• In the field of clinical psychology, a number of tests might be used for assessing psychological suffering. The category Clinical psychology tests at Wikipedia includes for instance Beck Hopelessness Scale, Hamilton Rating Scale for Depression, Zung Self-Rating Anxiety Scale, etc. There are also affect measures such as the Positive Affect Negative Affect Schedule (PANAS). In the fields of healthcare and health economics, measures like QALY (quality-adjusted life year) and DALY ( disability-adjusted life year) are used.  
  • Justice, insurance, actuarial science, risk management are fields where suffering may be quantified. In particular, evaluations of suffering are routinely done by the courts for assessing damages. See for instance How do insurance companies and juries assign values to pain and suffering?  
  • Suffering in groups of individuals is sometimes tentatively quantified by using social indicators (e.g. The Human Poverty Index, The Index of Social health), statistics on problems related to suffering (such as illnesses, deaths, crimes, human rights violations...), questions addressed to a sample of a population in a survey poll (like surveys about happiness), indexes made up with various data (e.g. The International Human Suffering Index, The Calvert-Henderson Quality of Life Indicators, Gross national happiness -- Here is a list of other current well-known indices: Social Progress Index, Human Development Index, Millennium Development Goals, Multidimensional Poverty Index, OECD Better Life Index, Bhutan Gross National Happiness, Happy Planet Index), etc. Thus, Gallup Poll, using the Cantril Self-Anchoring Striving Scale, may come to an estimate such as More Than One in 10 "Suffering" Worldwide. The Organisation for Economic Co-operation and Development (OECD) hosts The Global Project on Measuring the Progress of Societies which has a wiki called www.wikiprogress.org on the subject; an entry on Subjective Well-being states, about the methodology of subjective well-being measurement: "The most important proof for the validity and reliability and therefore quality of the methodology is that the answers to subjective questions tend to correlate strongly with other indicators of quality of life (e.g. frequency of smiling, evaluation of a person's satisfaction through family and friends, number of positive emotions). More recent evidence from neuroscience confirm that answers to questions on subjective well-being coincide with measured neurological activities." See also articles in Wikipedia such as Quality-adjusted life year (QALY), Disability-adjusted life year (DALY), Cost-utility analysis (CUA), Microlife, Micromort. Another approach yet is Sentiment analysis which has such application as Software That Knows You're Suffering or the Hedonometer.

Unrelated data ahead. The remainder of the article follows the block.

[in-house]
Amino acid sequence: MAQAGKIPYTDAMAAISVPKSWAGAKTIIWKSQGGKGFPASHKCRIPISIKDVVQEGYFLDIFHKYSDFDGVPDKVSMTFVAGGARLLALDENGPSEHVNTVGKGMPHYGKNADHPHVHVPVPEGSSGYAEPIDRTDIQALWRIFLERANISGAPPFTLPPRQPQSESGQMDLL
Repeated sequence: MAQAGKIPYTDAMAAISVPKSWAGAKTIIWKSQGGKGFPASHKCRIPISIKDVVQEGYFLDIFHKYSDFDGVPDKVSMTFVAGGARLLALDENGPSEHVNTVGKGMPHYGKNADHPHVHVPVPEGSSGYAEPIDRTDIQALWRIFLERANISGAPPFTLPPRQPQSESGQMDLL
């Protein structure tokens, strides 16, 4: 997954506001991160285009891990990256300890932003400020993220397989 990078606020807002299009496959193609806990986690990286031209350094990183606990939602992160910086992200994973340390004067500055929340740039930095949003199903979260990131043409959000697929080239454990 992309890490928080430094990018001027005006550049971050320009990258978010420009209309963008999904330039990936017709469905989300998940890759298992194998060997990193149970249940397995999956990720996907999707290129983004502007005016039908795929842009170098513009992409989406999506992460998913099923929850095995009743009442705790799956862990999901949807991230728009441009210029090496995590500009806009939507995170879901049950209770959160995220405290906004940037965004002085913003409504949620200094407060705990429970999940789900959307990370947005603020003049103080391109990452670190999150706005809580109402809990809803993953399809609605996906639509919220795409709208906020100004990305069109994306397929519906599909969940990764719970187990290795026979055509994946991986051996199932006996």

(... continued at Preparatory Notes for the Measurement of Suffering...)  


Collecting and classifying are usually among the first activities that are done within a new discipline. It is necessary to collect facts, ideas, documents, and to classify them methodically for convenient retrieval and handling. In algoscience, lists as exhaustive as possible should be set up concerning people or animals who suffer, kinds of suffering, causes of suffering, people and organizations who cause suffering, solutions or strategies relative to suffering, people and organizations who contribute to stop, diminish or prevent excessive suffering, documents having to do with suffering, and many other topics. See a page in preparation: Collecting and Classifying in Algoscience.


It is important in algoscience to develop a bibliographic subspecialty dealing with documents that can be found on paper, or on the Internet, or on other media, and that are relevant to knowledge and action about suffering. See a page in preparation: Bibliography in Study of Suffering.


Last modification: 2022/01/26